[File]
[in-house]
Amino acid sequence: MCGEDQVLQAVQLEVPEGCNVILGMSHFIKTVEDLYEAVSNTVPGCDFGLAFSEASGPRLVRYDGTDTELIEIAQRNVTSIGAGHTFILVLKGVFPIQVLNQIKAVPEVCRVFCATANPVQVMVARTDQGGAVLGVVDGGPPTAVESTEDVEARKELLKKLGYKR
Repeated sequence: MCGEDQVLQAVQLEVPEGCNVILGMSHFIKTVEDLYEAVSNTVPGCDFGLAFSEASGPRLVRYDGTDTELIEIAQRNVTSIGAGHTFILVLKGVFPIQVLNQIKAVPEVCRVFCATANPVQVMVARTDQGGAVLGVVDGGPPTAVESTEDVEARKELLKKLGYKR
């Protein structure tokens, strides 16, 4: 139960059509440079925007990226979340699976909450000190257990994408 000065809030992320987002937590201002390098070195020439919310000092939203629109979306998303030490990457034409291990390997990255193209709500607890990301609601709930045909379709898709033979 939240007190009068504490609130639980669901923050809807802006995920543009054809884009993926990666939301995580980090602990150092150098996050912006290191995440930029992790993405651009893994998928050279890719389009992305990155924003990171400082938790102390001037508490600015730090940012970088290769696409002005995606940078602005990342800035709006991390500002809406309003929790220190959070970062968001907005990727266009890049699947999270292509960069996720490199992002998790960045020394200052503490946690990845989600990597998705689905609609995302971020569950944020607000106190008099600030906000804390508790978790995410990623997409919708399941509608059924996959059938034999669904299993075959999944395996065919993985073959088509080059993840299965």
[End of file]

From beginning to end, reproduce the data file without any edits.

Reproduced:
[in-house]
Amino acid sequence: MCGEDQVLQAVQLEVPEGCNVILGMSHFIKTVEDLYEAVSNTVPGCDFGLAFSEASGPRLVRYDGTDTELIEIAQRNVTSIGAGHTFILVLKGVFPIQVLNQIKAVPEVCRVFCATANPVQVMVARTDQGGAVLGVVDGGPPTAVESTEDVEARKELLKKLGYKR
Repeated sequence: MCGEDQVLQAVQLEVPEGCNVILGMSHFIKTVEDLYEAVSNTVPGCDFGLAFSEASGPRLVRYDGTDTELIEIAQRNVTSIGAGHTFILVLKGVFPIQVLNQIKAVPEVCRVFCATANPVQVMVARTDQGGAVLGVVDGGPPTAVESTEDVEARKELLKKLGYKR
């Protein structure tokens, strides 16, 4: 139960059509440079925007990226979340699976909450000190257990994408 000065809030992320987002937590201002390098070195020439919310000092939203629109979306998303030490990457034409291990390997990255193209709500607890990301609601709930045909379709898709033979 939240007190009068504490609130639980669901923050809807802006995920543009054809884009993926990666939301995580980090602990150092150098996050912006290191995440930029992790993405651009893994998928050279890719389009992305990155924003990171400082938790102390001037508490600015730090940012970088290769696409002005995606940078602005990342800035709006991390500002809406309003929790220190959070970062968001907005990727266009890049699947999270292509960069996720490199992002998790960045020394200052503490946690990845989600990597998705689905609609995302971020569950944020607000106190008099600030906000804390508790978790995410990623997409919708399941509608059924996959059938034999669904299993075959999944395996065919993985073959088509080059993840299965």